Implementing brackets is obviously important for good JavaScript code, but just as important is the location of your opening curly bracket. Developers' preferences on the position of the opening bracket tend to come from whatever language they are most used to. For example, in C# (.NET) code you would format your opening statements to have the curly bracket on the following line—in fact the IDE automatically formats it like this for you:

if(bangTidy === true)
   //do something within our if-statement

Others tend to place the first bracket on the same line as the if statement, which is the preferred way of formatting in JavaScript, as there are certain times when the JavaScript interpreter can make your code behave in unwanted ways. Take the following code for example:

//you would expect this if-statement to return an object with a name
//and an age property
if(bangTidy === true) {
         "name": "Keith Lemon",
         "age": 27
//in reality, because of the position of the opening bracket, what is // really happening is this:
if(bangTidy === true) {
  return undefined;
      //this code is never reached
         "name": "Keith Lemon",
         "age": 27

So it's best practice to always have your opening curly bracket on the same line as your opening statement, to avoid potential parser errors.

Not all operators are created equal

JavaScript implicitly typecasts variables when they are compared. Let's take a look at a couple of non-explicit comparisons and review the results:

false == 0     (returns true)

0 == ''        (returns true)

true = 1       (returns true)

To avoid confusion (and for general readability) it is better to use the strict form comparison operators. This means instead of writing ==or!= you would instead use === or !==. These operators check both the type and value of the two variables you are comparing, as opposed to the standard operators which compare based on value alone.

false === 0    (returns false)

0 === ''       (returns false)
true !== 1     (returns true)

While not mandatory, comparing variables based on both type and value is a good practice to get into, as it makes your code look more consistent and can help you avoid errors in logic.

Formatting, commenting, and naming conventions

While not strictly enforced, the following name conventions are considered by many top JavaScript developers to be in keeping with best practices.They help to ensure that your code is readable and maintainable by any other developer who happens to come by and use it.

Object type

Best practice



As constructors are just functions, the best way to differentiate them is by capitalizing the first letter.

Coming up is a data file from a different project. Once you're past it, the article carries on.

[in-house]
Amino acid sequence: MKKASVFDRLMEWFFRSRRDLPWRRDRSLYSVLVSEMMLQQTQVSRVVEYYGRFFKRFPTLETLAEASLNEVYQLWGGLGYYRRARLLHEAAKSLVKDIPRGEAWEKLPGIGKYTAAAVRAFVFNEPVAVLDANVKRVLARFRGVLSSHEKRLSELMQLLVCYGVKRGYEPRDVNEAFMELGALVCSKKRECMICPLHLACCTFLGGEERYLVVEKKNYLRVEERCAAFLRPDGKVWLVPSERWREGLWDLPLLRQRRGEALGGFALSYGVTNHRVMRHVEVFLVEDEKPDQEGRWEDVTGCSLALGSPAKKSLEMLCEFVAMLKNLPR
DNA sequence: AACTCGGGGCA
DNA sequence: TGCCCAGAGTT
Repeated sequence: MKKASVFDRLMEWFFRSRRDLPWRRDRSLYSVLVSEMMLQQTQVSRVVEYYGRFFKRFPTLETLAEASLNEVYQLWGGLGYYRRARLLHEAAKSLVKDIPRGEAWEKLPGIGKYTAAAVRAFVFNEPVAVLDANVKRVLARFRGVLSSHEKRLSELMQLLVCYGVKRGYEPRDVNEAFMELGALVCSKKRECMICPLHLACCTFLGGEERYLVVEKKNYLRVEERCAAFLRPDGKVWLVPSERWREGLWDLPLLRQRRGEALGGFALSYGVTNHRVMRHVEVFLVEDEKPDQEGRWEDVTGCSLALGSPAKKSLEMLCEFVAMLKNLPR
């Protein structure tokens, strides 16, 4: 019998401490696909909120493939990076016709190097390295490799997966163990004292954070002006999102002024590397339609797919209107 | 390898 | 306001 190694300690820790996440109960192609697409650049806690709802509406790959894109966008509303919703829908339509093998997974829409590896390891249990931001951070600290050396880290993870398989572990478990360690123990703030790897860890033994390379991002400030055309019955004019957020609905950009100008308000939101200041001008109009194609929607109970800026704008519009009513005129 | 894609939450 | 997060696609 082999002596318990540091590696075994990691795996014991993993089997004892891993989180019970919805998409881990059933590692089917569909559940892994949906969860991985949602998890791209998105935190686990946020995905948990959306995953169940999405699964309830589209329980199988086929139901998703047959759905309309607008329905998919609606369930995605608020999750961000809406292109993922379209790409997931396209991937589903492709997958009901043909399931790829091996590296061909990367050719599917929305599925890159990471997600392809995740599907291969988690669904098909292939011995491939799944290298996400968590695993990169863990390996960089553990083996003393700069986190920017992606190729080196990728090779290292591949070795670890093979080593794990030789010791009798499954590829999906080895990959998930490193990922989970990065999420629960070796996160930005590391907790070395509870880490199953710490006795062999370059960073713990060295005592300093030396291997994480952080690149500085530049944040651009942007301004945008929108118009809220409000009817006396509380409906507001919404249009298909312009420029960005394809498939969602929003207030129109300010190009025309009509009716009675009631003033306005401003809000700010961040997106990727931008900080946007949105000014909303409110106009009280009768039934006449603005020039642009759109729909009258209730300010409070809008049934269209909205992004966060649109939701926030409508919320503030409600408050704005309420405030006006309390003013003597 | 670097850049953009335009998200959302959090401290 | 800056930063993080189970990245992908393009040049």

var ford = new Car();


Typically, constants in JavaScript are fully capitalized in order to set them apart from regular variables. Titanium's own API follows this naming pattern.

var PI = 3.1415926535897;
          = '29239101199';

Function and method names

Public functions in JavaScript are generally defined in CamelCase. Titanium's own API follows this naming pattern.

Private functions are often defined using an underscore as the leading character in the name. This doesn't make them automatically private, but it does infer to the reader that they should be treated as such.

function goWest() {};
Ti.UI.createImageView() ;

var ford = {
    _getModel: function() {
       return 'Escort';

Variable declarations

If you're declaring multiple variables at once, consider doing so in one statement, as it can make your code more concise and easier to read.

var width, height, depth;


It goes without saying (or it should)—comment your code! For most, this means block comments at the top of a file or function, and in-line comments where necessary throughout.

 I am a block comment
//I'm an in-line comment


Understanding how Prototype works is an important part of understanding JavaScript, and an important part of understanding how Titanium Mobile works with CommonJS. Every object in JavaScript has a built-in property called prototype. The prototype property is created whenever a function is defined. The initial value of prototype is always an empty object. You can alter this empty object with your own properties, functions, and methods.

Let's say you are to create a new object called Car. This object has a number of properties that you wish to set using the constructor. We may want to create a new instance of Car called hatchback, and pass into the constructor a number of variables that describe the car in detail such as model, engineSize, and color. First, let's create our new constructor function called Car:

function Car(model, engineSize, engineType, color) {
  this.model = model;
  this.engineSize = engineSize;
  this.engineType = engineType;
  this.color = color;

  this.engine = function(){
    return this.engineSize + ' ' + this.engineType;

Adding properties and functions to the prototype allows us to extend the functionality of this constructor's functions. Here's how we can do that using prototype:

Car.prototype.yearOfManufacture = 2012;
Car.prototype.manufacturer = 'Ford';
Car.prototype.getInfo = function(){
  return {
    engine: this.engine,
    modelDetails: this.model + ' ' + this.yearOfManufacture,
    manufacturer: this.manufacturer,
    colorOption: this.color,
    price: '$15,000'


This only applies to your own objects, not those built-in Titanium proxy ones such as Ti.UI.View.

Using the methods and properties added to the prototype is then easy, as shown here where we are creating a new object called hatchback. You'll note from the output that all the functions and variables that we predefined in the prototype are now already available as part of the hatchback object.

var hatchback = new Car('Focus', '1.4', 'Petrol', 'Blue');
alert(hatchback.yearOfManufacture); //alerts 2012
alert(hatchback.manufacturer); //alerts Ford; //echoes the getInfo object